Down From the Mountain 15


It is hard to describe why I find DTRH such an uplifting experience. To quote this year’s Herald review “you’d have to be half-mad to dream up Doune the Rabbit Hole. Since 2010, the family-friendly Stirlingshire festival has appeared to shirk any nod to corporate sponsorship or commercialism, in favour of a home-grown hillside hoopla.” The “appeared to” hides nothing – it most definitely does shirk all sponsorship and commercialism, and that is a little it of its charm. Another element is, as Festival Director Jamie Murray put it “It’s only a pop-up community, but it’s a community nonetheless.” Great way with words, that man. Wonder where he gets it from?

It really is a community, and one in which former strangers talk to each other readily and sometimes profoundly. Add to that a delight in the skills of music creation of highly eclectic kinds, and you achieve this happy mix between the cider fair in Far From the Madding Crowd, a hippy sixties commune, and a very peculiar Glasgow night club. Throw in hundreds of very happy children and beautiful tranquil countryside, and you start to get the idea. I always return envigorated and somehow washed clean of the pollution of the corrupt abuses of power I analyse in the other 51 weeks of the year. I don’t pretend this makes sense. It’s magic.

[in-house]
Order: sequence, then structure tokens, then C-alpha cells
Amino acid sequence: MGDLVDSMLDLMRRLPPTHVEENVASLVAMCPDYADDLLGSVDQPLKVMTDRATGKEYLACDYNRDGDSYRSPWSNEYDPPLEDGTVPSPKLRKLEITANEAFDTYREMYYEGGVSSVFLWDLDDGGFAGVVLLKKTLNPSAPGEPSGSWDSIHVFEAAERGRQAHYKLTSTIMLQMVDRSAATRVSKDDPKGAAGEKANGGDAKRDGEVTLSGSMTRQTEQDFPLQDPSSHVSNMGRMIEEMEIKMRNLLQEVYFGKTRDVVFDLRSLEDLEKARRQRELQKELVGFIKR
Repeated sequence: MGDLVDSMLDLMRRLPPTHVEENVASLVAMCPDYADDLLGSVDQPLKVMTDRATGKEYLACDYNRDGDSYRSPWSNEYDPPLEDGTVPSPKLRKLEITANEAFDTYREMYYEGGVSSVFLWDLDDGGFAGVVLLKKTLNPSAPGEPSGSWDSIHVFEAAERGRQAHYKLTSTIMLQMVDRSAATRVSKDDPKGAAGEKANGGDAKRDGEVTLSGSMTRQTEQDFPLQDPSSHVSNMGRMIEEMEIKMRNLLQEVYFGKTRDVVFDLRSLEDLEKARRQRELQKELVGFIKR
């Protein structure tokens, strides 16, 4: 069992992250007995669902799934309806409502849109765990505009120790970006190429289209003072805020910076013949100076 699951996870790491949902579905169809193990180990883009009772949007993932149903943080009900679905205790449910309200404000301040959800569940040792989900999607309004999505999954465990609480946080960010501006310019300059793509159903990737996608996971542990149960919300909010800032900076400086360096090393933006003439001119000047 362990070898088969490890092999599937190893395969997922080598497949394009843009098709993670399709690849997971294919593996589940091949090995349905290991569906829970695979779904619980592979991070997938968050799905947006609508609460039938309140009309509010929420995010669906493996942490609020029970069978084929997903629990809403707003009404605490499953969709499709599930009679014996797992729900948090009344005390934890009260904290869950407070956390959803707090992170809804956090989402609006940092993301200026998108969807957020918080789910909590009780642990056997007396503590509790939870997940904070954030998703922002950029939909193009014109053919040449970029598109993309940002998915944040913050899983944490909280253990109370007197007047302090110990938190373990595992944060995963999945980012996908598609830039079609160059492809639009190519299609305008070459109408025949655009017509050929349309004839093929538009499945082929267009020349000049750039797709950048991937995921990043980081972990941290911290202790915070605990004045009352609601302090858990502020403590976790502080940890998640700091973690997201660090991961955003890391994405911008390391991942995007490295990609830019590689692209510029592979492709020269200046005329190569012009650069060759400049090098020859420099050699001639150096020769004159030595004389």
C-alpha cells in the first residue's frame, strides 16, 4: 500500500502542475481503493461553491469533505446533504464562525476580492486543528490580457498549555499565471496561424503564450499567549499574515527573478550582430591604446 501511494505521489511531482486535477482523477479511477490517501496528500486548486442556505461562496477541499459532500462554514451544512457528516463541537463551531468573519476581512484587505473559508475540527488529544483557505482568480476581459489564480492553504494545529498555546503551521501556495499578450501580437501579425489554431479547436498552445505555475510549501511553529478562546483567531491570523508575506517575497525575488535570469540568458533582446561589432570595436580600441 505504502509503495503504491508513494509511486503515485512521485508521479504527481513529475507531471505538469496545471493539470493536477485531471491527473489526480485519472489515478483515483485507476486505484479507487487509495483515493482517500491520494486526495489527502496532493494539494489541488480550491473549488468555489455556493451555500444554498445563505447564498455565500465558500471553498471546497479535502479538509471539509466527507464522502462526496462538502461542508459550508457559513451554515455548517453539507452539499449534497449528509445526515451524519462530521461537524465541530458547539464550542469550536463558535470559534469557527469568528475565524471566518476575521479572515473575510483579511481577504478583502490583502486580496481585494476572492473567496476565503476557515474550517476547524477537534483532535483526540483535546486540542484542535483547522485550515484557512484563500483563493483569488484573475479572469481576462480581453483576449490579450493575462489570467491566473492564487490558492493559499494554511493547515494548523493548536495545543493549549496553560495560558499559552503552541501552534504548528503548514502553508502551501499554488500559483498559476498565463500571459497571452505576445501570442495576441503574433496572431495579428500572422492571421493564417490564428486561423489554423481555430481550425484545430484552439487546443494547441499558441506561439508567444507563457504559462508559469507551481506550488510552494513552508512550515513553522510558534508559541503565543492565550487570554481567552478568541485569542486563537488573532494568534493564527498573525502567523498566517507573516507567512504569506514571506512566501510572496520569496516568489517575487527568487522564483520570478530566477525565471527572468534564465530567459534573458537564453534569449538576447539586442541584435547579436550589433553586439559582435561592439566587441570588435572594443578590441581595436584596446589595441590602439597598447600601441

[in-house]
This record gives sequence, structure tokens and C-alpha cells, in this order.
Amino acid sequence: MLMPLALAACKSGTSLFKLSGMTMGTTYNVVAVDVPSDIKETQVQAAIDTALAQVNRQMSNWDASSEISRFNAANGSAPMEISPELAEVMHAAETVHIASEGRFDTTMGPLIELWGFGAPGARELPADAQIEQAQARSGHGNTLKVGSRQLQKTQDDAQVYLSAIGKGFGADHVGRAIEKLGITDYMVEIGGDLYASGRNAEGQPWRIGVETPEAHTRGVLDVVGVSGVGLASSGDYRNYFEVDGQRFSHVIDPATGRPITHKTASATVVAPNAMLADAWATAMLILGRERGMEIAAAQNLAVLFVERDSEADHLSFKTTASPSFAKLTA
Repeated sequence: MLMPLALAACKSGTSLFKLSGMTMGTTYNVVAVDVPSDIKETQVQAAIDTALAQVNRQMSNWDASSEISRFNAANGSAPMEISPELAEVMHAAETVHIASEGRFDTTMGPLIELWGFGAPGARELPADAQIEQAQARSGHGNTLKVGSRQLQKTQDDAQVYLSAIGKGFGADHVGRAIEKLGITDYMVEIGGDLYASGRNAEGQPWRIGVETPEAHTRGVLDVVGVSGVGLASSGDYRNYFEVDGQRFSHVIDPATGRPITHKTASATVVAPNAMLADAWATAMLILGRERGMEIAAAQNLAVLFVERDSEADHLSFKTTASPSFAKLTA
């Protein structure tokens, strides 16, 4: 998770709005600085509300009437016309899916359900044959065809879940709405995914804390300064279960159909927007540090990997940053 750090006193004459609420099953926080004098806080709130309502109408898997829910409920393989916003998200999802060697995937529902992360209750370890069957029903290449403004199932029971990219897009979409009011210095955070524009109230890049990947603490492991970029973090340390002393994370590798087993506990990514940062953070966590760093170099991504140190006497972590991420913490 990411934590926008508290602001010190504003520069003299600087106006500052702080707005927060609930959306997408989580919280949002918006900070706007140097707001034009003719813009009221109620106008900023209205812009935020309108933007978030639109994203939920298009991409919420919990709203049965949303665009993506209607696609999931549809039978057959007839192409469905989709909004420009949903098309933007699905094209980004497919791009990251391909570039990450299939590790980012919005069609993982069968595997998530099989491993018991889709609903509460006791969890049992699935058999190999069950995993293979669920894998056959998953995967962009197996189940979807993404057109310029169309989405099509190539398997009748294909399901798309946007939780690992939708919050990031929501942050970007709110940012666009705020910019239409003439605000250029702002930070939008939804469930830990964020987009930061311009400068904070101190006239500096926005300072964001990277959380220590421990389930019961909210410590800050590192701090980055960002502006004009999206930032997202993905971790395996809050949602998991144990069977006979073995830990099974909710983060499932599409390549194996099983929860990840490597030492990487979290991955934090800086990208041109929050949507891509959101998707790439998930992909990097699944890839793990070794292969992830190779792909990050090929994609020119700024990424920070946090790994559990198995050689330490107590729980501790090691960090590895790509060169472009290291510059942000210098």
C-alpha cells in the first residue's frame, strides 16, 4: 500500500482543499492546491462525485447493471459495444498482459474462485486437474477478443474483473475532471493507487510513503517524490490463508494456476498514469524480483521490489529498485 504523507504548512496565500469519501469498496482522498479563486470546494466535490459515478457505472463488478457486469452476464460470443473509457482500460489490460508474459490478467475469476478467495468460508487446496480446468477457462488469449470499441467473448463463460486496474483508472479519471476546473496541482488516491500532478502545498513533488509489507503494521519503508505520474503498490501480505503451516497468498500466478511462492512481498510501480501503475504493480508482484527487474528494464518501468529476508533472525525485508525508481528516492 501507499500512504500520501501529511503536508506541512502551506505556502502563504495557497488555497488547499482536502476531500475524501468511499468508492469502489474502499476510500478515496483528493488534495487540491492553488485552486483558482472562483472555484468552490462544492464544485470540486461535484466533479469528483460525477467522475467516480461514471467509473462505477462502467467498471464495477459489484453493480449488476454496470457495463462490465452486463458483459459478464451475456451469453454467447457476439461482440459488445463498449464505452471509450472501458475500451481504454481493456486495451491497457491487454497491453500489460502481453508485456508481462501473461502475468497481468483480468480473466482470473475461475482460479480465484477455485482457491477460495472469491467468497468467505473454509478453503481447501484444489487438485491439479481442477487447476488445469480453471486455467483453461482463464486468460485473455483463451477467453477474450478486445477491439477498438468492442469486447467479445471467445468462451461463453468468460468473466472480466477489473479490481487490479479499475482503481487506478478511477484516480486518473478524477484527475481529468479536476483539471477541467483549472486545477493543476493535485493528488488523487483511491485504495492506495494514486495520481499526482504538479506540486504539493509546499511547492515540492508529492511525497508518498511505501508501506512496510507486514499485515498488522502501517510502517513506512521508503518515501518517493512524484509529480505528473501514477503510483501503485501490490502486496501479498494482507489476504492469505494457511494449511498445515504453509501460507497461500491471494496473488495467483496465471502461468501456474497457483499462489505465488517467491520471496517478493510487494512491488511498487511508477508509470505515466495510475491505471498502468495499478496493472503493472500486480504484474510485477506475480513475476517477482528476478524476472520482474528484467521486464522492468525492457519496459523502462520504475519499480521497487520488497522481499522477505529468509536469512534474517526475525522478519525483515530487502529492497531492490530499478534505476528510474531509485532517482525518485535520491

Could partly just be exhaustion of course – I put in one 20 hour shift organising and running the bar, and at one stage had 13 hours sleep in 96 hours. Many readers of this blog were there as volunteers or just soaking it in, and a special shout out to Clark, Nevermind and Bill who all put in an astonishing amount of unpaid labour. It is worth pointing out that none of the directors, organisers or volunteers is paid or remunerated. The bands are.

This nice little video from Stirling Council gives some idea of the daytime atmosphere

While there is a lovely gallery here from the same source.

I love this video, which briefly features a head shaking Nadira and gives a broader perspective:

Finally this little snippet gives an idea of the audience experience in the evening:

The challenge now is to keep its special atmosphere and amateur community nature as the festival gets bigger every year. Part of this is eschewing plastic commercial music acts. The continued involvement of the readers of this blog is another part. Planning for next year has already started. I have just about come down from the experience now, but feel buoyed amidst a sea of troubles.


15 thoughts on “Down From the Mountain

  • Mary

    We heard about your 16 hour shifts running the bar but there was a typo and the letter ‘f’ was omitted.

    Well done all.

  • fedup

    At this rate I may join the festival next year, although I have to juggle around my holidays and such like.

  • Riverman

    I know exactly how you feel Craig – sums up how I feel when I return from Supernormal at Braziers Park, Oxfordshire. I now make sure the Supernormal weekend is the start of my holiday as I’m relaxed the minute I get there and it’s a few days of pure joy.